West Bengal is presently one of the power surplus states in India. The demand for power in the state has been growing in the household and retail sectors. But it is not growing in the industrial sector. In an interview with BE’s Kishore Kumar Biswas, Sobhandeb Chattopadhyay, Minister in Charge, Department of Power, Government of West Bengal, speaks on different aspects of the power sector in West Bengal.
Q. Uninterrupted power supply to households and industries is a big challenge in the country. Power cuts have been rising in West Bengal. What is your take on this?
A. In West Bengal, there has been no load shedding in the power sector. I am not saying that there have been no power cuts in the state. But that cannot be termed as load shedding. At times, we have to stop the supply of power in a region because of maintenance or repair work. There are issues that cannot be resolved without stopping the supply of power. But I want to emphasise that unlike many states, there are no regulated power cuts in West Bengal.
Q. Power theft is a big problem in the state. How would you like to address it?
A. Yes, it is and total loss due to this may be around Rs. 1000 crore per year. We have to minimise power theft. It is an ongoing process. We have been implementing the AB cable system in transmitting power. This will lower power theft to a great extent. We are already receiving reports regarding new applications for power subscriptions from those areas where power theft was a chronic problem.
Q. Presently the price of electricity is highest in West Bengal. Do you have any plans to lower it?
A. It is true that the price of electricity in West Bengal is on the higher side. Our cost of production is higher as it is mostly based on coal. It involves purchase of coal from the market at higher prices, its transport cost, cess and other costs. So our fuel cost, the major input cost to produce power is comparatively higher. Now we have been allocated coal mines. Work is going on in three of those mines and work will start in the other mines in due course. As a result, the cost of fuel will be lowered. In that case, our cost of power will also be reduced. I must also mention that our government gives power subsidy. The consumers who purchase up to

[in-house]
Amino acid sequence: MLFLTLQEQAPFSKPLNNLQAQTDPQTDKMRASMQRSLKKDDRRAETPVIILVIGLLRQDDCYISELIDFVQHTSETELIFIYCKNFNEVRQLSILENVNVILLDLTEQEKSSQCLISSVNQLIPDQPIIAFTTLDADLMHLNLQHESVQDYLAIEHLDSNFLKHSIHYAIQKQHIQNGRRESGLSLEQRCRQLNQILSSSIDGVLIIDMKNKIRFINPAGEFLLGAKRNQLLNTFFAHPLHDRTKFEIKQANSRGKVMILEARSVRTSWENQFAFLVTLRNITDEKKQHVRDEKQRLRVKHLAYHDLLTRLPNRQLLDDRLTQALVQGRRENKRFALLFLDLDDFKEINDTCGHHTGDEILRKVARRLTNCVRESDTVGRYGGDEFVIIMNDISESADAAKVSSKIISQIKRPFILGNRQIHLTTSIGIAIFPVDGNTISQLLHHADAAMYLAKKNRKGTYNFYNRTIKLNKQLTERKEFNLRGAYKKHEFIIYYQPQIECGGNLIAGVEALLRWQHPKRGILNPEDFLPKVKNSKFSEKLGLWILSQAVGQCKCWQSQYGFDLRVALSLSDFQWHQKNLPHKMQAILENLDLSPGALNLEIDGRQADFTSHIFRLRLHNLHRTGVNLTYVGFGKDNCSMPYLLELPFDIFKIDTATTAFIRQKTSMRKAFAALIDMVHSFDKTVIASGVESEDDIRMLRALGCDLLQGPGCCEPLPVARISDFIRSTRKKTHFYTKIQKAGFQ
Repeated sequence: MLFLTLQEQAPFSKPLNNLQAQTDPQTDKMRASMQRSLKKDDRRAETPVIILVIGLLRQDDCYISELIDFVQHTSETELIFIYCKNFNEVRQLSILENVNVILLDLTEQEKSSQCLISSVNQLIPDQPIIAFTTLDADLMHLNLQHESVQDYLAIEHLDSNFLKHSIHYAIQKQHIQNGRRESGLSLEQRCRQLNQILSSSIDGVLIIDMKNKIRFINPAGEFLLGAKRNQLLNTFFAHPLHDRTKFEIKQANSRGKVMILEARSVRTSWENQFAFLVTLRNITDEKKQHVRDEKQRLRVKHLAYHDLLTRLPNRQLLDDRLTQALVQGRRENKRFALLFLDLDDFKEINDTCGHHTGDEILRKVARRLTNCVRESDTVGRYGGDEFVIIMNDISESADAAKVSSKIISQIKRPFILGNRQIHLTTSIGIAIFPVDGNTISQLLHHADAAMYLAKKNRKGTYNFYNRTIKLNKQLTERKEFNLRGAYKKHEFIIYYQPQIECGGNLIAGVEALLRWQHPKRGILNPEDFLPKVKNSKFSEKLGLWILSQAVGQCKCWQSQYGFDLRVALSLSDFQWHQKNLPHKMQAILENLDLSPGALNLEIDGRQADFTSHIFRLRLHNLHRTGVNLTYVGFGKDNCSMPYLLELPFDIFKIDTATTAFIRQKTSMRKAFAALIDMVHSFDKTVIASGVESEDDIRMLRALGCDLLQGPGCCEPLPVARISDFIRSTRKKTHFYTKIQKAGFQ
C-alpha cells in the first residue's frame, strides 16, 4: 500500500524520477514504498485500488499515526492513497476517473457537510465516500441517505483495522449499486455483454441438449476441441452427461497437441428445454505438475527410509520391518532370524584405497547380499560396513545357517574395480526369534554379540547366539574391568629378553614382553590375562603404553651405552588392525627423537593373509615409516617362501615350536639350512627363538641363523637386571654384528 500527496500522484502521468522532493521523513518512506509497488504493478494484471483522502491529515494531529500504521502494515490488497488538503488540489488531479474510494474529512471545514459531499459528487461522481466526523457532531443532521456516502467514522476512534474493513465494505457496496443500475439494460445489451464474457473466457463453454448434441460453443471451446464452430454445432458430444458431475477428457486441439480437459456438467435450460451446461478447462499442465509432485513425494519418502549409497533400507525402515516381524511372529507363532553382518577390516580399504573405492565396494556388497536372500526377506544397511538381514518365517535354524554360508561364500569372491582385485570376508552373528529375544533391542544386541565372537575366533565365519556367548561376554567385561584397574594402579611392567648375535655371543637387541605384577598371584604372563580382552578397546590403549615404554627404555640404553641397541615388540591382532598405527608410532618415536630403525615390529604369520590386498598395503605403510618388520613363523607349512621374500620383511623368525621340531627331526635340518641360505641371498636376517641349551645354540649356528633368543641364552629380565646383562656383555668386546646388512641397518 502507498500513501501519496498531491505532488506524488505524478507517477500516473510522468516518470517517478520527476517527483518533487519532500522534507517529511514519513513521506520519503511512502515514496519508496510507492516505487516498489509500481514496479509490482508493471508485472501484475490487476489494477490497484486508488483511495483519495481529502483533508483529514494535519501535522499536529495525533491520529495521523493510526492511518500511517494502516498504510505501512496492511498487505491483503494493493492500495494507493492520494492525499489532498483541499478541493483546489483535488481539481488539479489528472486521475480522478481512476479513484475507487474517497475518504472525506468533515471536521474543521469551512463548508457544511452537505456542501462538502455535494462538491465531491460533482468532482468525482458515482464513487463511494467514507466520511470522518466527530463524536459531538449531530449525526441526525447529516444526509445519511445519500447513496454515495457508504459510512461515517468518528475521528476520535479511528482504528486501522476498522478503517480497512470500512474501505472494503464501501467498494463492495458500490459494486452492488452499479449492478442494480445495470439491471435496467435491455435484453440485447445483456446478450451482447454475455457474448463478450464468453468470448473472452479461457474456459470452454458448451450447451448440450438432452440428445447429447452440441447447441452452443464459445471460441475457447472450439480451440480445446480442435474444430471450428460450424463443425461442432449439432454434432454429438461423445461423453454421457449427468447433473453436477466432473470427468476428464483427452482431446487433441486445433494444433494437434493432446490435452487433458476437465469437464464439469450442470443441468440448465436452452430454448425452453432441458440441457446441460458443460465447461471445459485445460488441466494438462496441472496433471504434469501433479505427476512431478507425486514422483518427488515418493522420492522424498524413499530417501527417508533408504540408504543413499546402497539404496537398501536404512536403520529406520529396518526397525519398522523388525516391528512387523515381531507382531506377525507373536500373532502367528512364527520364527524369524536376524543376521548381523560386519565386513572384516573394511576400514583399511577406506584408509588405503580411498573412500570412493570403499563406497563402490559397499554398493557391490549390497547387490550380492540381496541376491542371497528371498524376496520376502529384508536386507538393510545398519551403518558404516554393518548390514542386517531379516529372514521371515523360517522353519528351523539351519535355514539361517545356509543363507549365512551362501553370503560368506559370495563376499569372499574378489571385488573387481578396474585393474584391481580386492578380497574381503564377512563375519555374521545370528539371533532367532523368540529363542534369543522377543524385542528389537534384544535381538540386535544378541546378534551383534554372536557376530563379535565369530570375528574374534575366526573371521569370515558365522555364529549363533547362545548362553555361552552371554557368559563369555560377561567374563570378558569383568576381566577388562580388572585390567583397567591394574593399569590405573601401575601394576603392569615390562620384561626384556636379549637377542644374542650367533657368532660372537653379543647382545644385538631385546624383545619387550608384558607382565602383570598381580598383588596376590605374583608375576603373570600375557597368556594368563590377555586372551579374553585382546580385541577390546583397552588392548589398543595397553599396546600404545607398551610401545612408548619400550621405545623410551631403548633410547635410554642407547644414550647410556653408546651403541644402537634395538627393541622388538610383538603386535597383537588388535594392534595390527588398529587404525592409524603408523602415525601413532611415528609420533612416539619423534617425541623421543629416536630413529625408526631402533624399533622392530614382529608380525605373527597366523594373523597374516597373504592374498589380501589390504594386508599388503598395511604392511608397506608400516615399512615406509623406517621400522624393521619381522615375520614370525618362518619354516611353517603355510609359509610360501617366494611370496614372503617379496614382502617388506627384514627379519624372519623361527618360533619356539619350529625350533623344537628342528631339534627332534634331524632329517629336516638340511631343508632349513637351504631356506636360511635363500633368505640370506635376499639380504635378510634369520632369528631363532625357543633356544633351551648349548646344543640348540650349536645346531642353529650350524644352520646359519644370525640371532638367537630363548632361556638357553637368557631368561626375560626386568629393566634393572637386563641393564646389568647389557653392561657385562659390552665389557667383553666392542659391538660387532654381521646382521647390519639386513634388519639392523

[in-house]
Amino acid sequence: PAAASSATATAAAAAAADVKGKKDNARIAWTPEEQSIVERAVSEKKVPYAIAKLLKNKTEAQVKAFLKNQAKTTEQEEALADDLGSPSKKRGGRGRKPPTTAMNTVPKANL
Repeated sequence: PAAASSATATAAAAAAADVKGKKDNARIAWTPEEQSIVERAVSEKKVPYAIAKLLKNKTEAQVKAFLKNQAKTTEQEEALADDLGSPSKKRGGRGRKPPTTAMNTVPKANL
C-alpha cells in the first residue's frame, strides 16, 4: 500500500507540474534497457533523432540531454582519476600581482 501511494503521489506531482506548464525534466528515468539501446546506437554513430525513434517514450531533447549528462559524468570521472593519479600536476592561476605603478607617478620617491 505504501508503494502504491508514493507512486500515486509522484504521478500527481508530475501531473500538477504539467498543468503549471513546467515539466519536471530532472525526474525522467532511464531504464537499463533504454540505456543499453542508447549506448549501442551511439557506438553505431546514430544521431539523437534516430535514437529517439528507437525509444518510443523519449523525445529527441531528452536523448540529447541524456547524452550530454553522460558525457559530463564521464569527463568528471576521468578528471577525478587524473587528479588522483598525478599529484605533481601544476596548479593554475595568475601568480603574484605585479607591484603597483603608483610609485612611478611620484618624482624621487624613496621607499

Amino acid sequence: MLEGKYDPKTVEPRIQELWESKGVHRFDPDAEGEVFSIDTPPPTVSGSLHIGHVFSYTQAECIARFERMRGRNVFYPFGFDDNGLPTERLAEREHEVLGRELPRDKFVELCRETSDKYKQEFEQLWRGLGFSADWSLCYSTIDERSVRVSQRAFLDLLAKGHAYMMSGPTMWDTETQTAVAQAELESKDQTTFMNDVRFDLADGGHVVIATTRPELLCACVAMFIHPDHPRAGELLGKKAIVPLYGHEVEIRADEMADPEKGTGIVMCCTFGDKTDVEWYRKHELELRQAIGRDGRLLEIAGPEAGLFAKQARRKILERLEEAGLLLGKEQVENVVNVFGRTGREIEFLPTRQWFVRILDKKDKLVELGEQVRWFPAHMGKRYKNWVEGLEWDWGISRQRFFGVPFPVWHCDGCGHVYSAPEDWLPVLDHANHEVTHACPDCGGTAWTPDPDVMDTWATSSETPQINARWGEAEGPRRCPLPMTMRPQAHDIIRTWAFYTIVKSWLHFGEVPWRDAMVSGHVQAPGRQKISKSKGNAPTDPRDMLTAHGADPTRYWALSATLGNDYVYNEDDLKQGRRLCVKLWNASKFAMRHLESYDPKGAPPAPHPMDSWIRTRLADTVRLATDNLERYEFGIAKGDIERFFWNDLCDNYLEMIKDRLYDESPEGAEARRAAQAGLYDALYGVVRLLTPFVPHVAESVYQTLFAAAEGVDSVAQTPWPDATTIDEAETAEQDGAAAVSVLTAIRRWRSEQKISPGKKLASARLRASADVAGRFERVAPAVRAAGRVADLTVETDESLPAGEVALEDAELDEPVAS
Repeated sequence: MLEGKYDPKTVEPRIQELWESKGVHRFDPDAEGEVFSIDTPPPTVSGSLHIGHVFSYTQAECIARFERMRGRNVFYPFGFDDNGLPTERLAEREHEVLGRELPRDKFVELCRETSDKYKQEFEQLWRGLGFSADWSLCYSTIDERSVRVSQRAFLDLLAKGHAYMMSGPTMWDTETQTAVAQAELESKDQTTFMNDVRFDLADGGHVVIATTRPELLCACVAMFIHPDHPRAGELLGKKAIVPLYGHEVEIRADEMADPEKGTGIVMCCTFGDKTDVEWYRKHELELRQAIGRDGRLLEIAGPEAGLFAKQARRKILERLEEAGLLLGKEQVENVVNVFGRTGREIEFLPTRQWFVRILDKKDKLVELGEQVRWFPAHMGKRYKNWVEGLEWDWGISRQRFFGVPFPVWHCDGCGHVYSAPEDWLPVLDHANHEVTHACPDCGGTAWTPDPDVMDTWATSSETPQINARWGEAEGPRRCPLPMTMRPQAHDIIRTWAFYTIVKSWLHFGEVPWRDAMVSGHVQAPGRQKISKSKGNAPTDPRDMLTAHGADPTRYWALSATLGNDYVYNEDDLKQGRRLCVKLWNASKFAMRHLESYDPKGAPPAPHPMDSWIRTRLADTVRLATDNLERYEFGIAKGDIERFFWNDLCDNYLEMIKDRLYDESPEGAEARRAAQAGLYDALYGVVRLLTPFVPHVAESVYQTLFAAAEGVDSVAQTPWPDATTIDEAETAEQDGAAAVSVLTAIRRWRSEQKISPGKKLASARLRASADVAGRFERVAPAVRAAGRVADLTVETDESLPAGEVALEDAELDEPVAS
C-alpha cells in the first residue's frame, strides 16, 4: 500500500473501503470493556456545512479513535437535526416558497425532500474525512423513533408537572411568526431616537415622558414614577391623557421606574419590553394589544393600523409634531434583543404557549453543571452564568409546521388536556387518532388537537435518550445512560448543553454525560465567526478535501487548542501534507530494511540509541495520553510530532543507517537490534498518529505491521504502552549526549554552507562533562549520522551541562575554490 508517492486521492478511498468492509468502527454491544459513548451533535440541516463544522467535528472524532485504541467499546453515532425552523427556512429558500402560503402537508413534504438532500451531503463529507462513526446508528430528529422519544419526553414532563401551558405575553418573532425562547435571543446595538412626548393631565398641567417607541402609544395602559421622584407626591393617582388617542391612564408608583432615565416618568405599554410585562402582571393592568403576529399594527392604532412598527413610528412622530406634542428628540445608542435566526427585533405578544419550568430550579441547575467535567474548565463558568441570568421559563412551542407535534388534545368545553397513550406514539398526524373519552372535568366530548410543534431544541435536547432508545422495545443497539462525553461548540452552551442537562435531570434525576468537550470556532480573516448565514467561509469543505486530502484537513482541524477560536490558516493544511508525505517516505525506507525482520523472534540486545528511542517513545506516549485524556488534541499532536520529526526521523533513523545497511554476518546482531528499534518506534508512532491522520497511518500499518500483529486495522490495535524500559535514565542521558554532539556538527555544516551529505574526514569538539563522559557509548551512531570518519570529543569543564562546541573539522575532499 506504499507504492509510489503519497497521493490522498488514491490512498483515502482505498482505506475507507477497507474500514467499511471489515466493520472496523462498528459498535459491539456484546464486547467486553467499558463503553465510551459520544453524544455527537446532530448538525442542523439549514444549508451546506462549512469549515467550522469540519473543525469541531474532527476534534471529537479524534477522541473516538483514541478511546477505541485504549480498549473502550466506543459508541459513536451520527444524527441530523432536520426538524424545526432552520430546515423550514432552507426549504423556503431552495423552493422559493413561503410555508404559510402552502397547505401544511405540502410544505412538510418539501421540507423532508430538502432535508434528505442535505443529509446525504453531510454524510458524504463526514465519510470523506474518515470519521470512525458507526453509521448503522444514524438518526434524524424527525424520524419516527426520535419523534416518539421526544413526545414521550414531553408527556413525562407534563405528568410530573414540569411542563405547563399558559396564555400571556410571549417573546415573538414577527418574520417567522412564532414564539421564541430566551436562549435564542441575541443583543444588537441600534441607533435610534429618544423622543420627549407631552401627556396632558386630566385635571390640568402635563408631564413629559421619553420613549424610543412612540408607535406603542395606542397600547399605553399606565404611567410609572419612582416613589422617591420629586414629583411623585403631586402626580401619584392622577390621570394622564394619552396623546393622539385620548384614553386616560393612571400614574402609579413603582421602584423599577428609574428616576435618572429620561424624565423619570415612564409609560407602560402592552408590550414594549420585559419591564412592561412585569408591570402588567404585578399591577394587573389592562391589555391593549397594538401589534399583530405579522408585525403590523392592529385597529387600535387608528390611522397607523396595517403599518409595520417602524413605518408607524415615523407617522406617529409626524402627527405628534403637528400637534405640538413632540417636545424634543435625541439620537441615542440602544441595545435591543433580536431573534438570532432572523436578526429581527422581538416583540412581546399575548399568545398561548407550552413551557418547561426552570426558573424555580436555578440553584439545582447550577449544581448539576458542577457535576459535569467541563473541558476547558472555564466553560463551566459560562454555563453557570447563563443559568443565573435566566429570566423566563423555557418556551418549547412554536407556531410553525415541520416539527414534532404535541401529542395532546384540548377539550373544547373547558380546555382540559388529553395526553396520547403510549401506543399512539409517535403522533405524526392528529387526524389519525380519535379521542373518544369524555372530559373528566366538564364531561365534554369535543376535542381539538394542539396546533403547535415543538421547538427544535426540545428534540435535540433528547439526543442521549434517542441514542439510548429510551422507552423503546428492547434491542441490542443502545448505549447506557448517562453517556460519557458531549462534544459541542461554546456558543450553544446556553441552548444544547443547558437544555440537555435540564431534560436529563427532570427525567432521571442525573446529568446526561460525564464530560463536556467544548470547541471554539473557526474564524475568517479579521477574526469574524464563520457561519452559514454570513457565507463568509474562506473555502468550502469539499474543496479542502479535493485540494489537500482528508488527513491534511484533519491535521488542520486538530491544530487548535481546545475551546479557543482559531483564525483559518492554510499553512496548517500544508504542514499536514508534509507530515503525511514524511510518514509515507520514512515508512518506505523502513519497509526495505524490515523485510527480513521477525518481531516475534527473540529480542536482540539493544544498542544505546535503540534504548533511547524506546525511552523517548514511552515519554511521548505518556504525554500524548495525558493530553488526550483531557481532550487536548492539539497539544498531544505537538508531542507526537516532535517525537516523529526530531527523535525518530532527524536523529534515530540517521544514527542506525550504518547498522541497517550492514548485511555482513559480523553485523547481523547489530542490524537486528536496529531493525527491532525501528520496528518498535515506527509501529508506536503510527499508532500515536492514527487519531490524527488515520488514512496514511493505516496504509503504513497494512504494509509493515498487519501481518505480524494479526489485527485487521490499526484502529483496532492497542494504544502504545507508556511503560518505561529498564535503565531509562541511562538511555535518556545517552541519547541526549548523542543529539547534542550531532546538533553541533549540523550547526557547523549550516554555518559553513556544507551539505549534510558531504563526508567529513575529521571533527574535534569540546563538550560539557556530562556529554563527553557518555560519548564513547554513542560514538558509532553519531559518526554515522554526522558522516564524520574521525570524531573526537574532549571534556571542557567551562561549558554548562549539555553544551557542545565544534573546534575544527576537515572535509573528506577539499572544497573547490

300 units get that subsidy from our government. Our chief minister is very generous about this. As a result, whenever the cost of power rises, our government does not increase the power tariff accordingly.
Q. Do you have any plans to sale subsidised power to the industrial sector to attract investment?
A. Not yet. Our government has to sell subsidised power to many poor and middle income households. After that, we are not in a position to sell subsidised power to others.
Q. The financial position of DISCOMs of many states are weak. What is the overall financial position of your department?
A. We are not in a critical position. Our chief minister has allocated a considerable amount of money in different developmental projects of the department. We are using that fund for modernisation. In one development project, namely the Strengthening and Extensions of Distribution Network (SEEDN) project alone, Rs. 700 crore has already been allocated and more funds are in the pipeline. There are many other developmental projects in which the chief minister has allocated substantial funds.
Q. What is the status of the Pradhan Mantri Sahaj Bijli Har Ghar Yojana (Saubhagya Scheme) in the state?
A. It is a central scheme. It is already in operation in the state.
Q. Please elaborate about the status of the power storage units like that in Tunga. Do you have any plans to build more of such storage units?
A. These are electricity and water related products. It is used when power shortages arise. There are three such storage units like this in Purulia. As of now, we have no plan to build other storage units.
Q. What are your plans regarding solar projects?
A. Our present plan is to set up a solar power plant of 200 MW at a place near Mondarmani in East Midnapore. Another private solar project is being examined. That is a very big project with a capacity of 800 MW. That project requires 3200 acres of land and the developer will purchase it.
The government will only have to purchase power from them at an agreed price that can be amicably negotiated.
The government has to increase the share of renewable power in the state’s power mix.